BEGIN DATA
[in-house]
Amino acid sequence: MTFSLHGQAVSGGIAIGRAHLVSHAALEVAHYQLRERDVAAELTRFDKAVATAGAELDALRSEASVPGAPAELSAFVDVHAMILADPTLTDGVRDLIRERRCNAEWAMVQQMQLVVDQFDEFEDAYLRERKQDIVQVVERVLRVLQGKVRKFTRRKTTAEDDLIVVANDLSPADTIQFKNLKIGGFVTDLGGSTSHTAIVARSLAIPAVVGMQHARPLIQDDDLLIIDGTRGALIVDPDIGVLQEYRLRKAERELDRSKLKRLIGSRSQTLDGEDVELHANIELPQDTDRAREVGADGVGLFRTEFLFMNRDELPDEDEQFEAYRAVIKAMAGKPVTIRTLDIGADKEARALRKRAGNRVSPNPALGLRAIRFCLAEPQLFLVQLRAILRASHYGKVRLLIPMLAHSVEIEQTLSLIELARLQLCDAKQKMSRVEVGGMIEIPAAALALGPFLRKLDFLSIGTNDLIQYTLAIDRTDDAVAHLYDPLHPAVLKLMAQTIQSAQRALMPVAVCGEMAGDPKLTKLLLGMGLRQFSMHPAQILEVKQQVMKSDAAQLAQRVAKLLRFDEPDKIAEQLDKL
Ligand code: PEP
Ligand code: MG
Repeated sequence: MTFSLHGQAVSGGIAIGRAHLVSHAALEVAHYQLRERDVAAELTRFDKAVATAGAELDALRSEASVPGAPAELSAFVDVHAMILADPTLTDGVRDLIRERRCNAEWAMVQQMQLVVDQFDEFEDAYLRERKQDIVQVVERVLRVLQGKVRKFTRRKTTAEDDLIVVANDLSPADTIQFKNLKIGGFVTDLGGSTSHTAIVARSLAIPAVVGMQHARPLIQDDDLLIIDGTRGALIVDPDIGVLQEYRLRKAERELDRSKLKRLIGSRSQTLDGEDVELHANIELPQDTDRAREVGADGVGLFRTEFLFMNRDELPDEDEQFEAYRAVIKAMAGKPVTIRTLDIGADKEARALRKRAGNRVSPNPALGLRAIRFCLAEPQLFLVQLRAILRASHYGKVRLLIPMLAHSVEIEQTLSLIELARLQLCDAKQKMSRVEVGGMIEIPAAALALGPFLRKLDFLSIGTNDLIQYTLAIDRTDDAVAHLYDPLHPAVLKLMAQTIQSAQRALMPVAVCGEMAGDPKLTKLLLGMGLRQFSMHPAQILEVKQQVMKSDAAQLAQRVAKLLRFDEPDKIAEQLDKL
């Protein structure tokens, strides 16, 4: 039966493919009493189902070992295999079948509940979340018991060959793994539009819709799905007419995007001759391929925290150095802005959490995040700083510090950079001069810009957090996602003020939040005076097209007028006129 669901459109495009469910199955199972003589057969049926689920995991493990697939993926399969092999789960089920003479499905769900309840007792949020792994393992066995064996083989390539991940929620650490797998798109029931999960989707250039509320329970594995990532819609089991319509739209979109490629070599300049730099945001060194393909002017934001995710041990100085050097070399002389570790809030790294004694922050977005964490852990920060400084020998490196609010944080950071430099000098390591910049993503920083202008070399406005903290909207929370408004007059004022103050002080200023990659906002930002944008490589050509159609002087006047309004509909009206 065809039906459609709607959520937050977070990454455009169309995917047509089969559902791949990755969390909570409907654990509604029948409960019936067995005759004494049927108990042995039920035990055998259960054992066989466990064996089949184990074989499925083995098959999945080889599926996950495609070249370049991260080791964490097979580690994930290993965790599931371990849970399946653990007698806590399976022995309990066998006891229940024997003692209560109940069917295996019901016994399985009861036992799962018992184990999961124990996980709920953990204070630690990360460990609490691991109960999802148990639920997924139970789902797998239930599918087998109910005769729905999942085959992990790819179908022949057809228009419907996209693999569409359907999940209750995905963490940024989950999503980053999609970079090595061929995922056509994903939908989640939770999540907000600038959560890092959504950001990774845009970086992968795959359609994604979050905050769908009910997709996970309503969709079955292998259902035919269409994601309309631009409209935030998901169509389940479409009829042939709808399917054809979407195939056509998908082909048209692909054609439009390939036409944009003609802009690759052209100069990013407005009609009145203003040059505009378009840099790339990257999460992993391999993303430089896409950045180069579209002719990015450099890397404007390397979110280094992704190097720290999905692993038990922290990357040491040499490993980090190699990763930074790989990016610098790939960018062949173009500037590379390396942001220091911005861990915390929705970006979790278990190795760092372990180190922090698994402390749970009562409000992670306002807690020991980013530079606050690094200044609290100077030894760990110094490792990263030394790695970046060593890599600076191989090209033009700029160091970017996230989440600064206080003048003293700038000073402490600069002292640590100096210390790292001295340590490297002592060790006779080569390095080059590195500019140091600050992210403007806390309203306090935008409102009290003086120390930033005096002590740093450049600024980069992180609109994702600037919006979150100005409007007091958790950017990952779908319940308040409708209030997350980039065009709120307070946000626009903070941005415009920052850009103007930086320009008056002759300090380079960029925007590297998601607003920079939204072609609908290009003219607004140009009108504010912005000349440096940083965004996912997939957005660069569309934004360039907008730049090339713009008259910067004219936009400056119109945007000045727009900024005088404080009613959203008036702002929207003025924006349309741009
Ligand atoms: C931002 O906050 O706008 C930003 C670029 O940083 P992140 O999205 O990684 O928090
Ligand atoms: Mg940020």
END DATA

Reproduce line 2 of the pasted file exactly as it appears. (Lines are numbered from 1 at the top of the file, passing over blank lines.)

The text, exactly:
Amino acid sequence: MTFSLHGQAVSGGIAIGRAHLVSHAALEVAHYQLRERDVAAELTRFDKAVATAGAELDALRSEASVPGAPAELSAFVDVHAMILADPTLTDGVRDLIRERRCNAEWAMVQQMQLVVDQFDEFEDAYLRERKQDIVQVVERVLRVLQGKVRKFTRRKTTAEDDLIVVANDLSPADTIQFKNLKIGGFVTDLGGSTSHTAIVARSLAIPAVVGMQHARPLIQDDDLLIIDGTRGALIVDPDIGVLQEYRLRKAERELDRSKLKRLIGSRSQTLDGEDVELHANIELPQDTDRAREVGADGVGLFRTEFLFMNRDELPDEDEQFEAYRAVIKAMAGKPVTIRTLDIGADKEARALRKRAGNRVSPNPALGLRAIRFCLAEPQLFLVQLRAILRASHYGKVRLLIPMLAHSVEIEQTLSLIELARLQLCDAKQKMSRVEVGGMIEIPAAALALGPFLRKLDFLSIGTNDLIQYTLAIDRTDDAVAHLYDPLHPAVLKLMAQTIQSAQRALMPVAVCGEMAGDPKLTKLLLGMGLRQFSMHPAQILEVKQQVMKSDAAQLAQRVAKLLRFDEPDKIAEQLDKL